Lighted bridge marks start of holidays
An old iron bridge near the state line will welcome the holidays with a beautiful display of lights.
Head south on the Huntsville Highway near the state line, and you’ll see a sign for Roberts Lane. Off to the right in the distance, starting Nov. 1, the owner, Carolyn Williams, will once again light the bridge built by her grandfather.
The bridge was originally constructed by Virginia Bridge and Iron out of Roanoke, Va., in 1916, according to the label on the steel.
It spanned the Flint River in Alabama until it was going to be demolished in 1938. At that time, Carolyn’s grandfather, Robert Roberts, had the bridge disassembled and brought to the dairy farm to span the creek for access.
“Most of the information I have on the bridge is from my mother, Elizabeth Rogers Hunter,” Carolyn said. “She’s 80 years old now. She was one of six children, and they all worked on the farm.
“I moved back here to the home place in 1989. I lit the bridge for the first time in 1995 and did so for three years. Again from 2001 to 2003 we lit it, but it was always such a problem keeping the lights working.”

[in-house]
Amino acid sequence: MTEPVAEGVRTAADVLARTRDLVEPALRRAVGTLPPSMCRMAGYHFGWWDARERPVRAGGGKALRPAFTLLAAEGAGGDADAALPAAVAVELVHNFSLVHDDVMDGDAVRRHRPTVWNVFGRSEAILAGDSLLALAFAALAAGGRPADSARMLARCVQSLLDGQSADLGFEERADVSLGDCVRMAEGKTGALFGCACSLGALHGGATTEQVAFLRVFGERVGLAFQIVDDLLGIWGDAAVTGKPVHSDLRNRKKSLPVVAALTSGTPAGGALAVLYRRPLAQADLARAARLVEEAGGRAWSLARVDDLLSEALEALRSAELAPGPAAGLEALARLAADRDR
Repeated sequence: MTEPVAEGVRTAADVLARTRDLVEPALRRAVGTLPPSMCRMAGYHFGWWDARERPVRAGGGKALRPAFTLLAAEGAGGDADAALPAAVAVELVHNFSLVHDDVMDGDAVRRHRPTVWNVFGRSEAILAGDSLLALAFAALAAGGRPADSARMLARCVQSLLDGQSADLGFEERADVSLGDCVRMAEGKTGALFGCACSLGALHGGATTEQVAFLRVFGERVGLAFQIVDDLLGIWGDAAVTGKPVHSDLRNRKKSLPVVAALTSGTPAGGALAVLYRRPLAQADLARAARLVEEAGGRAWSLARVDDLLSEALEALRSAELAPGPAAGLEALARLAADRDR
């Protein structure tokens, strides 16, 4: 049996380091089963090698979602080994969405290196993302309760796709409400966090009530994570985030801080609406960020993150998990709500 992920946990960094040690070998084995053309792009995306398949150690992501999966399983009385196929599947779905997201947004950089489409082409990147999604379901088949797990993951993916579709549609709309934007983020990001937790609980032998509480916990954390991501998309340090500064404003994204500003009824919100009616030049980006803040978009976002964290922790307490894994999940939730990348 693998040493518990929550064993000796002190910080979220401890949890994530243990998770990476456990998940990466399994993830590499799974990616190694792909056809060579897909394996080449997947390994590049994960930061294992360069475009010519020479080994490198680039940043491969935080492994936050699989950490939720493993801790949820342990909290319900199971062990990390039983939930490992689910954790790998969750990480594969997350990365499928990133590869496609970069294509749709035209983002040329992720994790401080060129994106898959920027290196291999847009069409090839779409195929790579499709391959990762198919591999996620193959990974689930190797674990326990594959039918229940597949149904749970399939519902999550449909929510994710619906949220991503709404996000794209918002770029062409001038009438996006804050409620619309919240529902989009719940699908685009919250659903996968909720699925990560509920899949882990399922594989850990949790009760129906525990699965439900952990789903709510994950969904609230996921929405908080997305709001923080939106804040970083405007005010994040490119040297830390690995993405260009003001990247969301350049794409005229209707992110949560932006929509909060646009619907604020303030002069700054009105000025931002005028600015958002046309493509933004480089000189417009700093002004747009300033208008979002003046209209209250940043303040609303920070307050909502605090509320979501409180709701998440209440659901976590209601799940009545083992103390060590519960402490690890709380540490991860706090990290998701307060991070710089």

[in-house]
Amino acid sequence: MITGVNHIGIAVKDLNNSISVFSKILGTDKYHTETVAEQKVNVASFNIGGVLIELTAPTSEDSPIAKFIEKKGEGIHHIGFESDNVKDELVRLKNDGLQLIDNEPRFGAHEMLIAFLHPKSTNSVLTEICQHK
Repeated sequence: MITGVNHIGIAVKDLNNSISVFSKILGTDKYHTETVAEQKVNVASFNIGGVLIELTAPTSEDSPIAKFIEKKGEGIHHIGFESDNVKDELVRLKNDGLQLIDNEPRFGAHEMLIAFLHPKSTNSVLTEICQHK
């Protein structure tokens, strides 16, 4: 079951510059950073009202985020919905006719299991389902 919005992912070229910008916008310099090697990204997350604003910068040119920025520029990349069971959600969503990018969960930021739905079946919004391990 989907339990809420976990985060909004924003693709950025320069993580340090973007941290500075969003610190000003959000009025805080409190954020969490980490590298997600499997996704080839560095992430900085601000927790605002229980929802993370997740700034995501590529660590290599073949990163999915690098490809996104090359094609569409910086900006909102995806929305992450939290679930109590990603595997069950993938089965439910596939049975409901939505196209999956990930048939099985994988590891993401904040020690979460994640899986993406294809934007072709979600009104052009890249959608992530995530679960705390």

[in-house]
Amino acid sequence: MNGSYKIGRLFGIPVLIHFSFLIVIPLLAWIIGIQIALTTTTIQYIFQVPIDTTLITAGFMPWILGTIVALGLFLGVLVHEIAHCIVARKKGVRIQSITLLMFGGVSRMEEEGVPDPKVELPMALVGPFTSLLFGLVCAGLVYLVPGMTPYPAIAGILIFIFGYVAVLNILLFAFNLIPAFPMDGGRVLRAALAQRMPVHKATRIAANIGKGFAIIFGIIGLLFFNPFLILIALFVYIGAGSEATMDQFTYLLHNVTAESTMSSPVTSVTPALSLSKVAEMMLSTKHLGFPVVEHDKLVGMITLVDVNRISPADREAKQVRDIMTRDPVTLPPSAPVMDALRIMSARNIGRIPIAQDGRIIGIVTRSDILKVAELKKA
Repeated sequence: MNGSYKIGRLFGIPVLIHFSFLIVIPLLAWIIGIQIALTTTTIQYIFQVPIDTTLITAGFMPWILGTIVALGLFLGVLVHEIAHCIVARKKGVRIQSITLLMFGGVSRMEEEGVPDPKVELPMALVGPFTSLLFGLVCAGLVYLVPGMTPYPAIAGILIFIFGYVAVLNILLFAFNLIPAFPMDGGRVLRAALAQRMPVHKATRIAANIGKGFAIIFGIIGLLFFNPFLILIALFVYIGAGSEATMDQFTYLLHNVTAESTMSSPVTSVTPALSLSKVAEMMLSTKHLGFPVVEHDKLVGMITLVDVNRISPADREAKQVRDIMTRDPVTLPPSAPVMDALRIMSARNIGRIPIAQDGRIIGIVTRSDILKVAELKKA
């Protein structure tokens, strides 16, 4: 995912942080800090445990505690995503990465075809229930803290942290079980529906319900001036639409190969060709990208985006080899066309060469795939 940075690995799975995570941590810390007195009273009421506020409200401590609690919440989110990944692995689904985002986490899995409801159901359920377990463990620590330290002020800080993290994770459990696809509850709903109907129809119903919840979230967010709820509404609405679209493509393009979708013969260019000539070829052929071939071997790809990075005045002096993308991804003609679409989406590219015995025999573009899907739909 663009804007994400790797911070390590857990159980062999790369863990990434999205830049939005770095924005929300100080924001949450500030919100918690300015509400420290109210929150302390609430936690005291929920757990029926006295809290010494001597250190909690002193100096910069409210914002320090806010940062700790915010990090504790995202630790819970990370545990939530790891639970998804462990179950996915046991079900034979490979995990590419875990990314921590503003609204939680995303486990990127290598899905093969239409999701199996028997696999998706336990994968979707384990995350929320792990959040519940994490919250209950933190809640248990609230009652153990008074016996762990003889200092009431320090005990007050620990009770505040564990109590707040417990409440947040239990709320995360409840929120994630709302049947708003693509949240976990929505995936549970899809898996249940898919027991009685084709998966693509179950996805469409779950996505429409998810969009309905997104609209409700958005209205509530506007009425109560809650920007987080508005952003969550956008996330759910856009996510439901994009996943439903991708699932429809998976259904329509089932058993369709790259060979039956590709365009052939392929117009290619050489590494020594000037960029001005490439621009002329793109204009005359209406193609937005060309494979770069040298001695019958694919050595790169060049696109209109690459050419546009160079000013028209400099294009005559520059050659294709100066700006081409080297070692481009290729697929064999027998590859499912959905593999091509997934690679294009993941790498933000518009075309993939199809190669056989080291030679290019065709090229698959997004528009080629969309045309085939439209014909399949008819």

Since returning, Carolyn has raised her four children on the place, Robert, Max, Libby and Sara.
“This summer I had the bridge refurbished and decided I’d light it on a more permanent basis but still just use it during the holidays. Folks in the area always seem to enjoy it at Christmas time and were excited when we tested the lights this year.
“My grandfather never went to school, but he set the footers that still support the bridge today and reassembled the steel,” she added. “I’ve had engineers take a look at it to be sure it’s structurally sound, and they’re amazed at the work he did. I have to wonder how he did it.
“When my mother was small, they still used a horse and wagon a lot. She told me the story about a horse named Blackie who would carry the kids, one at a time, across the creek to catch the school bus up on the highway – then return on his own to take the next child across.
“My grandfather was a hard working man all his life,” she continued. “The life of a dairy farmer certainly wasn’t easy back then. There is a lot of sentimental feeling toward the bridge, for the work he did and the life he lived. I hope it brings some joy to everyone who sees it during the holidays.”